Today we explore another big bird that frequently finds itself in conflict with humans. This time a native, the Greylag Goose.
Greylags have all the problems last week’s Bird of the Week brought, but unlike the Canada they are native to Europe. The interesting thing is that, until the last hundred years or so, they were on the decline. But those oh-so-appealing public parks have given them a new lease of life and new feral habitats to explore.
It’s remarkable just how much they will explore too. In York I have seen them in car parks well away from any water, on sports fields, and in spring they have a delightful habit of wandering down the roads with a small army of goslings in tow, holding up the traffic.
The sad thing is that this bird with so many negative connotations in modern Britain was once a bird of nobility, even deification. Geese have been symbols of fertility worshipped by the Sumerians, the Egyptians and more.
In the UK we have the nursery rhyme ‘Goosey Goosey Gander’. The meaning of this is debated, with some thinking it relates to the persecution of Catholic priests. But the lyrics that back this up don’t appear in the earliest recorded versions, and a more convincing argument can be made that with references to up and down stairs and ‘in my lady’s chamber’ that it is making a rather saucy suggestion about what’s going on between servants and the lady of the house… in many ways this is just a logical continuation of the old fertility myths.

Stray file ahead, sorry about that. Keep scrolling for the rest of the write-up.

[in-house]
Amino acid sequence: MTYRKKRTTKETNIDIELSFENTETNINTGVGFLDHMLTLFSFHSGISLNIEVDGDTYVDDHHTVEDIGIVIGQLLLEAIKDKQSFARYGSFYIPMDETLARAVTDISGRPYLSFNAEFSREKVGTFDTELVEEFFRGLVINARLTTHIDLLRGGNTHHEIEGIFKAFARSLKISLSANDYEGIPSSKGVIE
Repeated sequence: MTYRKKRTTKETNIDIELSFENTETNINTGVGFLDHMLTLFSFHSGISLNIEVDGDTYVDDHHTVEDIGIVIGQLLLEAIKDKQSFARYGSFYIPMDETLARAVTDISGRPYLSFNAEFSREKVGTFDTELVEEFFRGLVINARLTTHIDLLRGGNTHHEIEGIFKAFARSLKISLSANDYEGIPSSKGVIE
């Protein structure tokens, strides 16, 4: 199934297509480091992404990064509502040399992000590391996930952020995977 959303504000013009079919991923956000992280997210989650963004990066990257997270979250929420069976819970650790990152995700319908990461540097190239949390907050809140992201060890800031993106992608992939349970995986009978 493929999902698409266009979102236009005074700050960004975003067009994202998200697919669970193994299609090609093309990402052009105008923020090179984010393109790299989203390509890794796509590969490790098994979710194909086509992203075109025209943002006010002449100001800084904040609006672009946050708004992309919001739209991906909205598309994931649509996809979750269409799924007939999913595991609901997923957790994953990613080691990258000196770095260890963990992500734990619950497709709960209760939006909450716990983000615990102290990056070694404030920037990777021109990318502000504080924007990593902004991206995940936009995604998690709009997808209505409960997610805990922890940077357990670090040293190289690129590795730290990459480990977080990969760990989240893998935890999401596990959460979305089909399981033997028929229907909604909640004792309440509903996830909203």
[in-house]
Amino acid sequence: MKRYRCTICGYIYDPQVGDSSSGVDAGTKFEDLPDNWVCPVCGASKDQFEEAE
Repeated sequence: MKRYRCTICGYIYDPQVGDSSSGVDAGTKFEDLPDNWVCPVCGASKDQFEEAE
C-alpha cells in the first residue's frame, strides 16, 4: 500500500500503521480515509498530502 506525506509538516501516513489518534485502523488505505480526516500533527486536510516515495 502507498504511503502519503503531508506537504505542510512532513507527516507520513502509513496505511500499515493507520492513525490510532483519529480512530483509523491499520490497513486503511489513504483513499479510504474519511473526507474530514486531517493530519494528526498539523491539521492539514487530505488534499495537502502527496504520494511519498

Not all these associations are entertaining. ‘To goose’ someone means you pinch them on the bottom. And, while affectionate in tone, ‘silly goose’ is a frame of reference for someone not so bright.
Greylag Geese have been of scientific value too. A 2011 study looked at the way their heart rates responded to different situations of possible stress. Despite predators, storms, and many other possible traumas the thing that really made their heart race was social conflict. If their mate, or close allies, got caught up in any kind of conflict that stressed them more than anything. A possible conclusion from this is that they empathise with the partner, but it’s too soon to say for certain.
Their historical scientific value is high too. It was Greylags Konrad Lorenz worked with in demonstrating the principle of imprinting. This is the famous response where some birds automatically associate to whatever they first see when they hatch. Generally this is beneficial as it means a goose is born knowing it’s a goose. But as Lorenz showed, substitute a wellington boot and confusion ensues! These studies had a profound impact on understanding ethology, animal behaviour, and in 1973 Lorenz won the Nobel prize as a result, shared with Karl von Frisch and Nikolaas Tinbergen.
The good thing about having the Canada and Greylag Geese on consecutive weeks means I can end by pointing out the two will hybridise, as I have recorded here before. This pair have produced young in 2015 and 2016, and given their general loyalty I would imagine 2017 to be no different.